I ducked out to the farm recently (about 40kms north of Roma, Queensland), it was a beautiful early morning trip to check on the cattle, see how the grass was growing after the beautiful rain we had received and to see how our flood gates were holding up. Flood gates are the fences we put across the creeks or gullies, that in large flows generally unhook on one side and swing across to the other side in the current so that it is in the same direction as the flow of the water. This way any large logs or debris that may come down the creek don’t get caught and tangled in the fence, ripping it completely out. After the high water recedes, we head down and pull the fencing back across the creek, bang the posts back in, and fix up the wire (if required). This then stops the cattle getting through to an area they are not supposed to be once again. Not so bad in summer. Can be a little cold in winter if there is still a bit of water in the bottom when we put the fence back up.
On this particular day, I couldn’t get too far, as the creek still had a bit of a run through it and if I got stuck I would be there for a little while as help would take a while a reach me. So instead I gave the dogs a swim, fought off a number of mozzies that had bred after the last few rainfalls and took the lovely photo of the rising sun shining through the tree limbs.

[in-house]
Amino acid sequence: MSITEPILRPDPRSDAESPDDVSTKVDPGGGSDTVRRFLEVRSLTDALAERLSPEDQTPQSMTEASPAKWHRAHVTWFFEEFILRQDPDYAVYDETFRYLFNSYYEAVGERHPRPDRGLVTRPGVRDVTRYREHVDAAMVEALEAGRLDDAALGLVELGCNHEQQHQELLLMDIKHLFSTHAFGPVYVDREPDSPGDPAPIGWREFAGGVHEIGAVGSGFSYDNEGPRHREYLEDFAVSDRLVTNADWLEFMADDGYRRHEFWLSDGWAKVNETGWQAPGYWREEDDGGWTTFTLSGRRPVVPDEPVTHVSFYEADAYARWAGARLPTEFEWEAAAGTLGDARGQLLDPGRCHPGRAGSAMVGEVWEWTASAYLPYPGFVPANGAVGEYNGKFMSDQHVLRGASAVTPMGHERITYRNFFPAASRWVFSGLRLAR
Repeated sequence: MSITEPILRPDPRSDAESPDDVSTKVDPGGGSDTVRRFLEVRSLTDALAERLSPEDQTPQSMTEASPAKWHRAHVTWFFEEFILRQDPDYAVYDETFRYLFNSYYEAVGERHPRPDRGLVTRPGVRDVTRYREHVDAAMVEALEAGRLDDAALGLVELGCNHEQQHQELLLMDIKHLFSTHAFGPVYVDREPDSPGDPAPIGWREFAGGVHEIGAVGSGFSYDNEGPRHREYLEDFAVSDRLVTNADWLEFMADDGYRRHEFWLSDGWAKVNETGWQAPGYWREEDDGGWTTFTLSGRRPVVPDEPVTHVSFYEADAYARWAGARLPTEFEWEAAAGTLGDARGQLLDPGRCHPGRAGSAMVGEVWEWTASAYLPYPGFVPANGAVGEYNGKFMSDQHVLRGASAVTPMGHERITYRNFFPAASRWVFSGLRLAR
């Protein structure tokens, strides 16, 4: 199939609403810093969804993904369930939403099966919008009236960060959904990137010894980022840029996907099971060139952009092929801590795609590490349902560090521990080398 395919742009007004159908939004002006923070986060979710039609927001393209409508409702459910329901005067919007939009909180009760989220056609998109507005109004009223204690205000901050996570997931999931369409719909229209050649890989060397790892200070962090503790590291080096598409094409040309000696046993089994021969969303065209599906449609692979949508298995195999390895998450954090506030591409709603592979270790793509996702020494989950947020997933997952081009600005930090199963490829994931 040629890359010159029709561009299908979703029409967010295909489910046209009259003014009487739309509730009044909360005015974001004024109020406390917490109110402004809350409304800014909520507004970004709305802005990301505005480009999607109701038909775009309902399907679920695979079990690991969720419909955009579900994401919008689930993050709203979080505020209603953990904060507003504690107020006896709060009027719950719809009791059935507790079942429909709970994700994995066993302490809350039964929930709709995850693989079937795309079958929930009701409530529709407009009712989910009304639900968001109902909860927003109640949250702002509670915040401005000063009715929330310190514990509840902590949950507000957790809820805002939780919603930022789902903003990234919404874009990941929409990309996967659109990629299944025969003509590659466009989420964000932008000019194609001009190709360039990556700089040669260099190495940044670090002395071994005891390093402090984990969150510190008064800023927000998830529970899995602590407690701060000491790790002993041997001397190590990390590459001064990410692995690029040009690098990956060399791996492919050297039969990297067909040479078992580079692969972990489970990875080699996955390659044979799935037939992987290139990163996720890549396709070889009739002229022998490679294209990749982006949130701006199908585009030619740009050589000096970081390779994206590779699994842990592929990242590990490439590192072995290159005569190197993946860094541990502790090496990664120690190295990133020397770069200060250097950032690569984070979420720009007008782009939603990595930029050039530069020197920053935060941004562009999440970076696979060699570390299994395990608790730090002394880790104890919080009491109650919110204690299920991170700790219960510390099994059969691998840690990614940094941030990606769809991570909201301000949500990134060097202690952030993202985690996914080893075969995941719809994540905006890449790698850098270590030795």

On the other side of the creek I could see a calf racing around, enjoying the morning warmth, and trying to encourage a few of his mates to participate in his games. The grass is definitely green and growing. A beautiful morning to be out and about.
It wasn’t that long ago that the weather was quite hot and dry and we only had a little bit of rain to start to green things up. This fellow was on a post near our front gate. He was trying to stay as still as possible, hoping I wouldn’t see him. While his tail blends in reasonably well, the rest of this Eastern Bearded Dragon stood out like a sore thumb. They can change their colours with temperature – into different shades of yellow, black and grey. Maybe he was more worried about soaking up the sun this day.
To tell whether they are male of female you need to check their belly. Males have a pattern of circles underneath. Females have a plain light grey belly. Eastern Bearded Dragons eat insects, spiders, leaves, daisies and other flowers. They are quite approachable – the worst they’ll do if you get too close is puff up, open their mouth and make themselves look scarier!
By Meryl Eddie, Business Manager for Boobook Ecotours